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Dale Chihuly, born in 1941, is a contemporary glass artist whose imaginative work as a glassblower and sculptor revolutionized the art form. His method of glass blowing is primarily responsible for the evolution of the Studio Glass movement, which no longer involves the lone artist creating work on his own in a studio, but it is now more of a collaborative effort among a team of artists. His use of dramatic, vibrant color, line of the glass and unique assemblage of the sculpture has made him a pioneer in his field.
Chihuly’s use of teams has enabled him to create large-scale, massive and complex works of art that have been displayed all over the world. Chihuly is primarily responsible for changing people’s perception of blown glass as pieces of art confined to glasses, vases and lamps. At first glance, many of his sculptures look like fantastical balloon sculptures, with long, straight and curly pieces. He has installed his art in ceilings, lit from above to echo an underwater scene. His use of boats filled with glass, large bubble-like floats and glass lily pads show how much water inspires him.
It is obvious that Chihuly is very much influenced and inspired by the environment. His organic, abstract flower forms were inspired by his mother’s garden, and his boat works show his love of the sea. He has installed entire gardens of glass with whimsical, fairytale plants. Chihuly is known for his ability to make something as inorganic as glass fit like it was meant to be in an organic setting. His sculptures, everything from floats hanging like coconuts in palm trees to dramatic modern chandeliers in centuries-old buildings, make any setting more magical.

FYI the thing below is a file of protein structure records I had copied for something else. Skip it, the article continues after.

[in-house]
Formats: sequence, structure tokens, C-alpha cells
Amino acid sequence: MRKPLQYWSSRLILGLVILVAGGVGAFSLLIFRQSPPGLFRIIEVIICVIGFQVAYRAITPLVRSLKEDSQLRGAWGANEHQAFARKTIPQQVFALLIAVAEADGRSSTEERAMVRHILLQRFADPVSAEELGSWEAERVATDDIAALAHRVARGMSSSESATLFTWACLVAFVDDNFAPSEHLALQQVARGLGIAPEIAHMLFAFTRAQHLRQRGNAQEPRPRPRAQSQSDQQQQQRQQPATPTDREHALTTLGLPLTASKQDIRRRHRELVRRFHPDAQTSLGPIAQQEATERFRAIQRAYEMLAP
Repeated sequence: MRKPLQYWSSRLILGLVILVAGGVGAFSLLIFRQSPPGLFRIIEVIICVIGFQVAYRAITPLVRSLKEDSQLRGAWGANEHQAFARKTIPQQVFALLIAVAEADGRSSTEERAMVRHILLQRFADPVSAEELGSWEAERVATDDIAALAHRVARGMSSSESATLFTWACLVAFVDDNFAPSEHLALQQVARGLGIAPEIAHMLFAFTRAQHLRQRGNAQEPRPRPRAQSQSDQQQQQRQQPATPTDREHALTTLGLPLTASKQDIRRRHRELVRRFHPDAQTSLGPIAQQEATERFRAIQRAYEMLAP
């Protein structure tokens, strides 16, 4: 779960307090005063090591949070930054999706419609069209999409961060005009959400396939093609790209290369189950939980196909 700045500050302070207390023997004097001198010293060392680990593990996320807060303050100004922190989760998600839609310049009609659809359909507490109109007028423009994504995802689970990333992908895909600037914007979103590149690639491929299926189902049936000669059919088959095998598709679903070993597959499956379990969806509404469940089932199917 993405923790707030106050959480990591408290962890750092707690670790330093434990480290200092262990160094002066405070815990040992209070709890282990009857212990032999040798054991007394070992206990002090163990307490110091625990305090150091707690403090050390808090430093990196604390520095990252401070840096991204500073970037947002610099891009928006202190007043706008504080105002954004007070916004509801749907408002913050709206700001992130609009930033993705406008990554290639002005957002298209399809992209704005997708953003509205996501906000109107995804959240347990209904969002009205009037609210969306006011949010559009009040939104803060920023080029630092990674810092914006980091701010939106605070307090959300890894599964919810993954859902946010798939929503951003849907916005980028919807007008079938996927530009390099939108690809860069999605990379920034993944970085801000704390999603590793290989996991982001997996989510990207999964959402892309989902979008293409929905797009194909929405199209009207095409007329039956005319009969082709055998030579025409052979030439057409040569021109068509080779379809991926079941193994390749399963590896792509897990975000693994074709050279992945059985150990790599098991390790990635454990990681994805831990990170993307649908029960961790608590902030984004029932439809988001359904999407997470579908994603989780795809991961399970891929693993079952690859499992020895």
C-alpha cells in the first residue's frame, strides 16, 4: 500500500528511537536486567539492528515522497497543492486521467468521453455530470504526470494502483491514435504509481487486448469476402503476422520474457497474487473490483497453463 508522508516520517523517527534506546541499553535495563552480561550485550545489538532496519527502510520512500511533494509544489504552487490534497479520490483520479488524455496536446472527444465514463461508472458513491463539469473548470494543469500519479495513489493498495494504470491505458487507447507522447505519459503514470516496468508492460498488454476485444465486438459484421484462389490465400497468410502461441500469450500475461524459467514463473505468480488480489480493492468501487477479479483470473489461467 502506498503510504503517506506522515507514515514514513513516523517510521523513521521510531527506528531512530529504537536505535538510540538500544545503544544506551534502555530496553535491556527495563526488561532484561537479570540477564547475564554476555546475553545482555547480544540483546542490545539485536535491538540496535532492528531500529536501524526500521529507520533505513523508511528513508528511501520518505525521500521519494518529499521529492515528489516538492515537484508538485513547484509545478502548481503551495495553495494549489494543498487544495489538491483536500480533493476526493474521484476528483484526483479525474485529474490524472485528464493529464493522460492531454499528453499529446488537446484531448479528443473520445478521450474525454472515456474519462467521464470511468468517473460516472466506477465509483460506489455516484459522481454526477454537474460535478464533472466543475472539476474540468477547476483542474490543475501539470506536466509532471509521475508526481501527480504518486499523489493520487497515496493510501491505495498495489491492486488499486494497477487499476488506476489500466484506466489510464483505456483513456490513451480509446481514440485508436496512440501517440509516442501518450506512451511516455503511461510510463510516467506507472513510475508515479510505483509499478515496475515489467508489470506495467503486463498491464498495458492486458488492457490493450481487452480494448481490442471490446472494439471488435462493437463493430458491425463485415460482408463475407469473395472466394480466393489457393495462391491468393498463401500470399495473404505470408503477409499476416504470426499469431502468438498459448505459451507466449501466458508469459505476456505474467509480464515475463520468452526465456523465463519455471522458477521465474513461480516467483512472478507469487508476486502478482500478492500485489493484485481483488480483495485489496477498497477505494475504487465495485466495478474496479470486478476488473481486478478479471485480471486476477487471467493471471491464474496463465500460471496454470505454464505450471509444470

After encouragement from his mother to attend college, Chihuly first studied interior design and architecture. After blowing glass for the first time in 1965, he enrolled in the University of Wisconsin’s hot glass program, which was the first such program in the United States. After receiving his Masters of Science degree from the school, he went on to create a glass program at the Rhode Island School of Design.
In 1971, Chihuly co-founded the Pilchuck School in Stanwood, Washington, which has turned out many respected glass artists. Chihuly is internationally trained: he was the first American to work in the famous Venini Fabrica on the island of Murano near Venice, Italy. Other countries he has worked in include Finland, Ireland, France and Mexico.
An extremely prolific artist, Chihuly most often works in his studio, The Boathouse, in Seattle Washington. A car accident in 1976 left him sightless in his left eye. His loss of depth perception means that he can no longer handle molten glass, so a team of artists execute his designs, which he paints and sketches on canvas and paper.
Chihuly’s sculptures can be viewed throughout the United States and the world. Some of his famous exhibitions include Chihuly Over Venice, Chihuly in the Park: A Garden of Glass at Garfield Park Conservatory in Chicago and Chihuly in the Light of Jerusalem 2000 at the Tower of David Museum of the History of Jerusalem. His art can also be seen not only at art museums, but in office buildings, botanical gardens, private homes and hotels.
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